Costly crop insurance?
Crop insurance has solid support from the leaders of the House and Senate Agriculture Committees. They opposed Obama administration budget cuts for 2013 that would shave crop insurance premium subsidies for farmers by two percentage points.
“Don't kill the program by taking away the incentives to participate,” House Agriculture Committee Chairman Frank Lucas (R-Ok) said at a meeting of North American Agricultural Journalists earlier this year.
Yet, the version of a 2012 Farm Bill passed by the Senate in June links eligibility for insurance coverage to meeting conservation rules, and it reduces premium subsidies for farms with adjusted gross income above $750,000.
Neither change is law yet. Both were opposed in the Senate by its Agriculture Committee Chairwoman Debbie Stabenow (D-MI) and ranking Republican Pat Roberts (R-KS). And in the House, Lucas and his committee's ranking Democrat, Collin Peterson, also have been skittish about tinkering with the one USDA program – crop insurance – that most farmers and ag groups want protected.
But because both the Obama administration and House Budget Committee Chairman Paul Ryan (R-WI) have proposed bigger cuts to crop insurance spending, it's worth a look at what the Senate did and didn't do.
The close vote of 52-47 in favor of a conservation compliance amendment offered by Senator Saxby Chambliss (R-GA) was followed by a 66-33 vote in favor of the premium subsidy cut for large farms that was backed by Senators Tom Coburn (R-Ok) and Dick Durbin (D-IL), who is the assistant majority leader for the Democrats in the Senate.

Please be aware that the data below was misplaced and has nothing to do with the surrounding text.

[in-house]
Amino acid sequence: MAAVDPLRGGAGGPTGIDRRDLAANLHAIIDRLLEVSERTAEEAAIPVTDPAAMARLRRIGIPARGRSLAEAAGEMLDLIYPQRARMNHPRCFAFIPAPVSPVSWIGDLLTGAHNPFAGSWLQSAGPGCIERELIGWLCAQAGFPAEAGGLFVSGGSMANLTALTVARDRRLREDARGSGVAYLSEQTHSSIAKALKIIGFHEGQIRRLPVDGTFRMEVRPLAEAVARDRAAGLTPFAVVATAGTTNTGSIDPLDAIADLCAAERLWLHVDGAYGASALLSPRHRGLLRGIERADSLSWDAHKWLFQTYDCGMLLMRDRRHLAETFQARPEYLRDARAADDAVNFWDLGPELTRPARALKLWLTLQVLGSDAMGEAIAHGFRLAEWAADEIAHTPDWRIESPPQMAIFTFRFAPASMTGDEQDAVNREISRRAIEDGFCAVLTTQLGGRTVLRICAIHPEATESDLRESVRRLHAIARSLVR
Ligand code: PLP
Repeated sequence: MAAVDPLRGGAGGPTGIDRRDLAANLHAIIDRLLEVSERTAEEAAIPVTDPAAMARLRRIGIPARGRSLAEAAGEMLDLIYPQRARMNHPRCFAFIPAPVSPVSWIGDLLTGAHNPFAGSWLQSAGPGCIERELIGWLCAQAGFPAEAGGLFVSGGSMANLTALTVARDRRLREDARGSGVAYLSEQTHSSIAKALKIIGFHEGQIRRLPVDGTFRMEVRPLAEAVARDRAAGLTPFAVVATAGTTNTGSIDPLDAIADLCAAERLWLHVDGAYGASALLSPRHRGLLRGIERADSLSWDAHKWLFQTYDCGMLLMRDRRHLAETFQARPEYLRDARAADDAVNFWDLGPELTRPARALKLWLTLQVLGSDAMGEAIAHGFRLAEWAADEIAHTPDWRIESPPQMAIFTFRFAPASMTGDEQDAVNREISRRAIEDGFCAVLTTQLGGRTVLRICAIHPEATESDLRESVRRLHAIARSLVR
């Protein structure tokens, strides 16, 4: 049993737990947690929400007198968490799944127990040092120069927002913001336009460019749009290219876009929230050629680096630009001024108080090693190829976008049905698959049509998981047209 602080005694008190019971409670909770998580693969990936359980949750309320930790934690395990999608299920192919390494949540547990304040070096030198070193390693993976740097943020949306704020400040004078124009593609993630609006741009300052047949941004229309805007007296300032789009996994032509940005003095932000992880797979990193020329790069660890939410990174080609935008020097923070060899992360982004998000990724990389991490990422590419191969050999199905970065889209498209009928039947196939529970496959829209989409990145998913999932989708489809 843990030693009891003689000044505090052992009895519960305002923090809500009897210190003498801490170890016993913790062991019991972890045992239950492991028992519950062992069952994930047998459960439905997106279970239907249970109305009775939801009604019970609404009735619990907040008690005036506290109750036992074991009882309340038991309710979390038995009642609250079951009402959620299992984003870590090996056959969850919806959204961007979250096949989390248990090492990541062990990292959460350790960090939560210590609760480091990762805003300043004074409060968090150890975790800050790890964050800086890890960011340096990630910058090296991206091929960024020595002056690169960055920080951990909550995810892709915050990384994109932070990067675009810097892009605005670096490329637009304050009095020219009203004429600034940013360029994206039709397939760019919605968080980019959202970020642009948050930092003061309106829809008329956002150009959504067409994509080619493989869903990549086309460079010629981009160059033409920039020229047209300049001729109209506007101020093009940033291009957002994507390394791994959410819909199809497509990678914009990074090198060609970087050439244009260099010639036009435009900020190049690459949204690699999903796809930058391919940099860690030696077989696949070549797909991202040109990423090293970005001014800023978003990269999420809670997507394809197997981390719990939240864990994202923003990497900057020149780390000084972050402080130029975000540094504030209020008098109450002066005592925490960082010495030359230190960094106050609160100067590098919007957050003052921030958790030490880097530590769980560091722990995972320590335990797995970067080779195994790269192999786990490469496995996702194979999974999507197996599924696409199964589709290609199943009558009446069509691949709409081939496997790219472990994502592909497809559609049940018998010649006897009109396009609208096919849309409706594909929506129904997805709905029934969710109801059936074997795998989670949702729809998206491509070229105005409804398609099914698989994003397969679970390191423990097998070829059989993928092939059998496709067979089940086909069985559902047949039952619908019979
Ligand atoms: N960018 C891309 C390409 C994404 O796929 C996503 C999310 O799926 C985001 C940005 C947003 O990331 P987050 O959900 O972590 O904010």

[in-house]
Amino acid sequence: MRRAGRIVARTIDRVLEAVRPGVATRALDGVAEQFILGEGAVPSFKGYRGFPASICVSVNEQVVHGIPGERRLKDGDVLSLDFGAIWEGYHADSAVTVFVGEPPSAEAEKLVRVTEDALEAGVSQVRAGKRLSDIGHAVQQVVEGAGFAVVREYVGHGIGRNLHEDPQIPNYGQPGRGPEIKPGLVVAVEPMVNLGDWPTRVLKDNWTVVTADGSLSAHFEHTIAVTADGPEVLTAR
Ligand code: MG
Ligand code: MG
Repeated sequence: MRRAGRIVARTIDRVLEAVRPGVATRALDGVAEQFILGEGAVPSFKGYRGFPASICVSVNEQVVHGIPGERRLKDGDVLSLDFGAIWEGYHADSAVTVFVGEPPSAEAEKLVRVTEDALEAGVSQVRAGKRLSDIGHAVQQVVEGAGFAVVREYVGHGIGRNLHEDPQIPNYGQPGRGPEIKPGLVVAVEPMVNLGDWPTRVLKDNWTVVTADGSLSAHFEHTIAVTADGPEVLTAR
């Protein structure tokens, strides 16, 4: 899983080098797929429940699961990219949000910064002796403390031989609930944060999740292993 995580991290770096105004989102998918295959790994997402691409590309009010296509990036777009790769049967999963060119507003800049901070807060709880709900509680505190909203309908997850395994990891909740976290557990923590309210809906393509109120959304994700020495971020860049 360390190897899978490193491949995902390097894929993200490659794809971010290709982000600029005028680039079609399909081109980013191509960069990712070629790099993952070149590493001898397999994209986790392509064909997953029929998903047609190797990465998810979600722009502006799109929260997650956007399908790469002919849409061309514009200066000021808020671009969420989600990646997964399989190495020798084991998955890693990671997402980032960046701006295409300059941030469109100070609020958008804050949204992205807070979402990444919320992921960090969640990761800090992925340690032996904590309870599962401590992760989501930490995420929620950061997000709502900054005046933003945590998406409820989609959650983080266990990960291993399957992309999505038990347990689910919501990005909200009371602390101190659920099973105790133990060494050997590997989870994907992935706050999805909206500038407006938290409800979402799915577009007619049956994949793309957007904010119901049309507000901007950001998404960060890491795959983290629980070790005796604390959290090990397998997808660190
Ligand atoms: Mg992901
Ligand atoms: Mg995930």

That reduction in subsidies would affect only 1,500 farmers out of 1.5 million, Durbin said. For those large farms, the USDA premium subsidy would drop from an average of 62% to 47%.
Coburn said his amendment was not as severe as an option studied by the Government Accountability Office (GAO) to cap insurance premium subsidies for all farmers at $40,000.
The GAO found that if the same limit of $40,000 on direct payments was applied to federal subsidies for farmers' crop insurance premiums, it would have saved the federal government $1 billion in 2011. Last year, federal crop insurance was the most expensive program for farmers, costing the federal government nearly $9 billion. Of that amount, about $7.4 billion went to farmer premium subsidies. The rest helped cover insurer costs.
Currently, USDA picks up between 38% and 80% of your crop insurance premium. The average subsidy is 62%. If premium subsidies were limited to $40,000, it would have affected 3.9% of all farmers who participate in crop insurance.
That may not sound like much. It's about 4% of some 875,000 farmers buying crop insurance last year. The GAO did say that the small percentage of farmers who would have been hit by a $40,000 premium cap last year “accounted for about one third of all premium subsidies and were primarily associated with large farms.”